There are more, but you can look them up.

    • Suzanl profile image

      Suzanl 3 years ago

      Hi, Jay,

      That is excellent. And, that is educating the people. Certainly, birth control needs to be taught world-wide. Growing up Catholic, I find myself at odds with the religion’s policy regarding birth control. I often ask my own parents (devote Catholics) their opinion regarding missionaries that travel to third world countries to spread this message: do not practice safe sex.

      On to the government, and the policies it employs. Individuals do have a say. First, all individuals are consumers, and consumers drive the market. Next, people should start paying attention to public notices. Public notices serve the purpose of letting all community members know that a policy change is being contemplated. During these considerations, community members have an opportunity to speak and be heard. These powerful platforms are useful tools for all people and should be utilized by everyone to help shape policy.

    • Jay C OBrien profile image

      Jay C OBrien 3 years ago from Houston, TX USA

      Please note, I said, "I am an advocate of voluntary population control." I used the word, "Voluntary." I believe in educating people about having children Before they have children. Children = Population. Educate men on the use of Vasectomies. This is simple. That is what I am doing now. Spread the word.

      What is the alternative? You suggest having a smaller carbon footprint. OK, but we are already doing that. We common folk have no say in what our governments do.

      The historical alternative is: war, famine and disease (WFD). I wish to avoid these. WFD will become more common as population increases.

      The earth is getting hotter and drying up. Loss of moisture will result in less production. Think now of where to live.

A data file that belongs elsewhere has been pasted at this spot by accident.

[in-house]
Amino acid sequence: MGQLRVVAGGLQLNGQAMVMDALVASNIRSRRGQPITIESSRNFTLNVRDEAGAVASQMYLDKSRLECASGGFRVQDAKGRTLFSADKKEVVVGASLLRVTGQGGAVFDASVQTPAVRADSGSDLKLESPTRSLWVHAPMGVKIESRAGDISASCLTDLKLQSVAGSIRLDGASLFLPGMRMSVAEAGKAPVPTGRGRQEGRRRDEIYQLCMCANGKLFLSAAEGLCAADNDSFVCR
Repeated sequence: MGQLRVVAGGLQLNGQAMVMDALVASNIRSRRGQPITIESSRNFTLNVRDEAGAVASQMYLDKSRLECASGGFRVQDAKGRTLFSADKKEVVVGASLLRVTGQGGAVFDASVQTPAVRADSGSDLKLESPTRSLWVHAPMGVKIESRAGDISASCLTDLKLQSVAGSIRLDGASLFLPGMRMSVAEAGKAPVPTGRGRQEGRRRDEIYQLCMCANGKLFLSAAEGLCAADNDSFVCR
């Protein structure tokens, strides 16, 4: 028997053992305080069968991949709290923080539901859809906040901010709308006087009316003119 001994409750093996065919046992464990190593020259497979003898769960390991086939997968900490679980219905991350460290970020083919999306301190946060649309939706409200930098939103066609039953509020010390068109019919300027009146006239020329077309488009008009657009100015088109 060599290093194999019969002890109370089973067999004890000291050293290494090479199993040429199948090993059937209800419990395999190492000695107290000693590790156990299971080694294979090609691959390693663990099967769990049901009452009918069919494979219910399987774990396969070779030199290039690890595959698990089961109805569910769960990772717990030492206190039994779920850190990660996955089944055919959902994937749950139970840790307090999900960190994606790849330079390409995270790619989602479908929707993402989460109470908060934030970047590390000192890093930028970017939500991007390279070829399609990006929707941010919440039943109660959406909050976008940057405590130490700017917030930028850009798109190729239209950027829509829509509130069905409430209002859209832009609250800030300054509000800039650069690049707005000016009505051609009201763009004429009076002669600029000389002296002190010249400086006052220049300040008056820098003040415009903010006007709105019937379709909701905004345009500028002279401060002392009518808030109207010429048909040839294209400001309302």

What do you really believe in? It is environment vs. population size.

    • Suzanl profile image

      Suzanl 3 years ago


      If, one chooses to not procreate then that is his or her decision. I do not believe in forcing population control through governmental policy. Although, a quick look through world history will yield results that show it has occurred.

    • Jay C OBrien profile image

      Jay C OBrien 3 years ago from Houston, TX USA

      Yes, an individual can live in a small place and use public transportation. The common folk do not control the large scale, that is for a few chosen people. We can control how many children we have. I am an advocate of voluntary population control.

    • Suzanl profile image

      Suzanl 3 years ago

      That is correct we cannot refreeze the arctic; however, on a smaller scale that begins with the individual, lowering one’s carbon footprint is a start. In addition, educating all individuals regarding sustainable practices would help, too.

      On a larger scale, industrialized countries could share non-sensitive technology and safety knowledge with developing countries that are currently undergoing the process of industrialization. Persistent organic pollutants are unintended by-products of developing nations that are undergoing industrialization.

    • Jay C OBrien profile image

      Jay C OBrien 3 years ago from Houston, TX USA

      So what are we supposed to do about it? We cannot refreeze the arctic.

      I did not have children because I was so concerned about the environment. Would reduced population result in less industrialization?

      Just a note, we are being poisoned by POPs and GMOs.